Anonymous to MVB, 12 May 1818
Anonymous to MVB, 12 May 1818
TO MARTIN VAN BUREN,
Attorney-General of the state of New-York.
In endeavoring to renew the stale contest between the great parties of this country, have you been accustomed to reflect on consequences?— Permit me to lay before you some of the evils of party spirit, which, like the arch apostate always strives at evil, though sometimes foiled and producing its opposite. I speak not now of its baleful influence on the destinies of nations. I do not point to the monumental relics of empires that once flourished; to the devastation wrought by the mingled passions and animosities of contending citizens. Human power has its destined limits. When sometimes it has been accumulated for ages, when it grasped at the circumference of a world, and seemed based on lasting foundations, it has been scattered abroad like the chaff before the whirlwind. If history be trusted, such is the condition of all human glory. The turbulence of passion lays waste the works of wisdom, energy and virtue. But I would refer you to the immediate, and unavoidable effects of party spirit on society.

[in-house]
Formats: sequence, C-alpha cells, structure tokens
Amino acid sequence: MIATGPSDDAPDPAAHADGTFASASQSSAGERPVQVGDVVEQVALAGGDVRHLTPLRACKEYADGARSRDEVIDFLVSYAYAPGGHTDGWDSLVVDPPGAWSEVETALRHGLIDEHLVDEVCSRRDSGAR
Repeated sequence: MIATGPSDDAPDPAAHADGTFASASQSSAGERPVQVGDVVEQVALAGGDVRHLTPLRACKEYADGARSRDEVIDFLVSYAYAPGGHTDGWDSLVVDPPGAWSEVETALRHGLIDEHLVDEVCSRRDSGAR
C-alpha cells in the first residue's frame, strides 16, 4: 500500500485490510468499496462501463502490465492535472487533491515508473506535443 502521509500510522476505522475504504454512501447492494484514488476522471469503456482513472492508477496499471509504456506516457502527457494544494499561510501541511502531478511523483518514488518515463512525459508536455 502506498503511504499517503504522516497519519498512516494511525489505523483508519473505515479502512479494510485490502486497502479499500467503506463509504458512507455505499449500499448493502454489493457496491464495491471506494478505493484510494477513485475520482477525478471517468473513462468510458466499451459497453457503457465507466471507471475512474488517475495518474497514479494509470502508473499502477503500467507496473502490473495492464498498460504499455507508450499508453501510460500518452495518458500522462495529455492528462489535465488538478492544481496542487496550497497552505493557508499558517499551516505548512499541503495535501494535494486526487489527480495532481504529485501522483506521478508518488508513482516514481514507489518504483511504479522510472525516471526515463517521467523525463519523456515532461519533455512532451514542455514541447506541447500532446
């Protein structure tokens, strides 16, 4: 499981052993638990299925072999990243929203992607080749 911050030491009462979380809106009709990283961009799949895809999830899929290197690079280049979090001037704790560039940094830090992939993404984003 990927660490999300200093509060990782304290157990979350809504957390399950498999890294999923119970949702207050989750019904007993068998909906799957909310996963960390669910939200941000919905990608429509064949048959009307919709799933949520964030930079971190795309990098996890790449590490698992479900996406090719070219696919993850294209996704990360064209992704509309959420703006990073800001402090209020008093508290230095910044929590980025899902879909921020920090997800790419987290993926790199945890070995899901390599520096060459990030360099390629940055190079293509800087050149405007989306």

Do you, sir, see any thing lovely in unhallowed passions and prejudices, roused into activity by a mere name; in the array of one half of the community against the other; in the conversion of friendship into hatred and those of the same household into the bitterest enemies? Have you not sometimes laid aside the politician, and assumed the man? Then you must have seen the charities of life lamentably wounded by the civil dissentions that have distracted this country. You witnessed a deplorable perversion of intellect, when the energy, the sagacity and the penetration which might have effected something valuable in business and the arts, were employed for purposes of dissention and violence. You also saw the common weal giving place to public emolument, and the demagogue of a day riding into the chair of state on the waves of popular violence, and smiling like the spirit of a tempest, at the convulsive agitations of the surrounding elements. Too long have we writhed under the guidance of this sinister policy, and been almost unconcerned spectators of scenes equally ruinous and disgraceful; the struggles of rival candidates, the denunciations of party, the forgeries the falsehoods and impositions; a mighty puppet show, all guided by a knot of familiar spirits behind the curtain. Nor has party spirit been without its effect on the general taste of the country.— Why has this nation been reproached in Europe for its destitution of science and literary taste? I acknowledge there are other causes, but one, doubtless, is the influence of party politics, that all absorbing vortex where time is more than lost, and talents more than misapplied. We have been quarreling about what few of us understand, and been angry and stubborn without knowing why. We have been hunting down private character, and dragging to light follies and sins long forgotten and repented of. We have been speculating and theorizing on our political institutions, when most of us are totally ignorant of their nature and interests; when, had we devoted only a small portion of that zeal and talent to the purposes of science and literature, our national character in this respect, would not have been the laughing stock of the old world.